I do have favoured ways of using the skills I developed as I learned to study the human mind. Because people fall into less than a dozen fundamental groups, you’ll see huge patterns in the sorts of challenges that each group habitually faces. So for instance, if I can identify a very rigid and unequivocal mind then I will know that the greyness of life will be the bane of the person’s existence and that most of their problems in life will stem from avoiding that greyness.
That being the case, as with all of our fears, I know they will either suffer for decades and then either develop some level of comfort with life’s uncertainties, or they won’t. Some people grow through life and approach death with interest and wonder. Other people find the world didn’t turn out the way they want and they’re bitter and want more time to make it right. So we either fight the flow or go with the flow. One we know as suffering and the other as life.
What this means is, if I see you destined to fight with the flow—and particularly if you’re still young—I’ll often gently set you on a direction that will encourage you toward having some very early experiences that are highly likely to reduce the impact of those kinds of challenges throughout your life. Because of this I’ve had the distinct pleasure of watching several friends excel at a variety of things where they otherwise would have had much, much more resistance to realizing their own abilities.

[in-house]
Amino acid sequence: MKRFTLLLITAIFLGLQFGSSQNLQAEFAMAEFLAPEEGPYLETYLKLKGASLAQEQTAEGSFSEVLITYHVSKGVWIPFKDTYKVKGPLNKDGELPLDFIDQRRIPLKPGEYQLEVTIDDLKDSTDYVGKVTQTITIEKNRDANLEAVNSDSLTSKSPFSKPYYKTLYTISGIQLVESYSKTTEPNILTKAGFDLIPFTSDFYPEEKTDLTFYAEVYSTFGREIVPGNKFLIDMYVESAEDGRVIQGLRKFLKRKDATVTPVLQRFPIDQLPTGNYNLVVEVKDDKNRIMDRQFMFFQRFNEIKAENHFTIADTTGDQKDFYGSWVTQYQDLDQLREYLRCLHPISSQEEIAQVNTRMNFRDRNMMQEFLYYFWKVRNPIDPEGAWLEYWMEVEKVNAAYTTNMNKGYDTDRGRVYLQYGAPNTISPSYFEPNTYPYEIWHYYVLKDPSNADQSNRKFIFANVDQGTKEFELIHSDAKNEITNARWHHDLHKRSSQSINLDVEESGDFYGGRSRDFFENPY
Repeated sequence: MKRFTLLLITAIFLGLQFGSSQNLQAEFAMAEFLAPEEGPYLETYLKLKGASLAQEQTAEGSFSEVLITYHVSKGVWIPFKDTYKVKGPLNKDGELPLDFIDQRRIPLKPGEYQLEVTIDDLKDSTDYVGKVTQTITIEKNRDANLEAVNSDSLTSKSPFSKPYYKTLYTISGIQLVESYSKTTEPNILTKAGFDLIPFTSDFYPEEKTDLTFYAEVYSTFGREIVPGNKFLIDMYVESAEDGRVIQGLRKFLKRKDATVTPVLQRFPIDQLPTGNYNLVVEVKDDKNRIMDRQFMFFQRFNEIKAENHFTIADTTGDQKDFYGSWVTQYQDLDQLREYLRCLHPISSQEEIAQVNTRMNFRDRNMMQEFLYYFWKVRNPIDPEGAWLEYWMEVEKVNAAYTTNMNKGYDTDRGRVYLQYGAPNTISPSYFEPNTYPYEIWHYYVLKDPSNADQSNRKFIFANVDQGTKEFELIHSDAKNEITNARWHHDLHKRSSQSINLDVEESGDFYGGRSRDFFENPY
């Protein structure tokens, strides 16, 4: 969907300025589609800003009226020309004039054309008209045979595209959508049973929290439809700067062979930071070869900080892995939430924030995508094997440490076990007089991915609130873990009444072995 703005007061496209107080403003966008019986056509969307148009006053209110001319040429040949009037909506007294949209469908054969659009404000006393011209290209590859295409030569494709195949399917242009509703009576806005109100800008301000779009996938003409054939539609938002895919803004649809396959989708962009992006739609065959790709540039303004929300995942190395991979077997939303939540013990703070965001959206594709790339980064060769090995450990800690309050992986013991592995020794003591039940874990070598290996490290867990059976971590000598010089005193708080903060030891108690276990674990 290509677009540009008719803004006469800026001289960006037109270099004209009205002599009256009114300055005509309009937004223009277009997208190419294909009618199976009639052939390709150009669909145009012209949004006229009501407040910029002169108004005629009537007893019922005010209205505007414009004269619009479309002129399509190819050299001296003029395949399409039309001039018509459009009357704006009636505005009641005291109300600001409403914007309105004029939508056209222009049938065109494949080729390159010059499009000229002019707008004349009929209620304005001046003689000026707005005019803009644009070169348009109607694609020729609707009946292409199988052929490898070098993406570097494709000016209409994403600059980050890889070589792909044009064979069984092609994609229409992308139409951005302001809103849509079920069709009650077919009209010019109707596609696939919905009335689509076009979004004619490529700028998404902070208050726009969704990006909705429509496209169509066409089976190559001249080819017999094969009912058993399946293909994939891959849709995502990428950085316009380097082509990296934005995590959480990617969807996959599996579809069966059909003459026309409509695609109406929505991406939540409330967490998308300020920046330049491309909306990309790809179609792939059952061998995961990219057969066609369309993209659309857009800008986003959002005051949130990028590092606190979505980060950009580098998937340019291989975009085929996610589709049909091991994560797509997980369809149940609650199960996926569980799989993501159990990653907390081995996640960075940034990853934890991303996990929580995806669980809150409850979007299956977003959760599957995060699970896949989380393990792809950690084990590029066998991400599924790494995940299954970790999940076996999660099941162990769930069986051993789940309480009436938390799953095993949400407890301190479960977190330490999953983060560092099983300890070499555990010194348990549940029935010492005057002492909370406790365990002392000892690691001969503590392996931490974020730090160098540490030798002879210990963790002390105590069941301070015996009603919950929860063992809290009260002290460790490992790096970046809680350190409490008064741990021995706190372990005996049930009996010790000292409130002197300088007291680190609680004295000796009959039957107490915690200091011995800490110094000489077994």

When a acquaintance’s son approached me a while back, I knew I was spending time with a kid who got lost in a mall once and now he sees the world as a pretty scary place. He often overwhelms himself with fears and paranoia over any manner of the unknown. It doesn’t take someone like me to see what sort of adult this person will grow into without any intervention. He’ll continue to see the world as scary and it will influence everything from his romantic choices to what he eats to how well respected he is at his job. This is no small obstacle in life. In fact, it’s one of the biggest things that holds people back from enjoying their own rewarding lives.
Simon likes spending time with me in the same way that he’ll be attracted to adventurous people in life. That’s who he’ll admire, who he’ll date. And for most of his life he will beat himself up for not taking various opportunities the way those people would. Those people. Who are those people?
They’re people who are comfortable with the unknown. So when Simon asks me if the kids in the jungle get scared of getting lost, I know I have a chance to place the idea in his brain that maybe getting lost is good, and if it’s not good it’s at least okay. Simon needs to be okay with that floundering period everyone has before they get a grip. He needs to understand that feeling isn’t him failing, that feeling is normally associated with new things.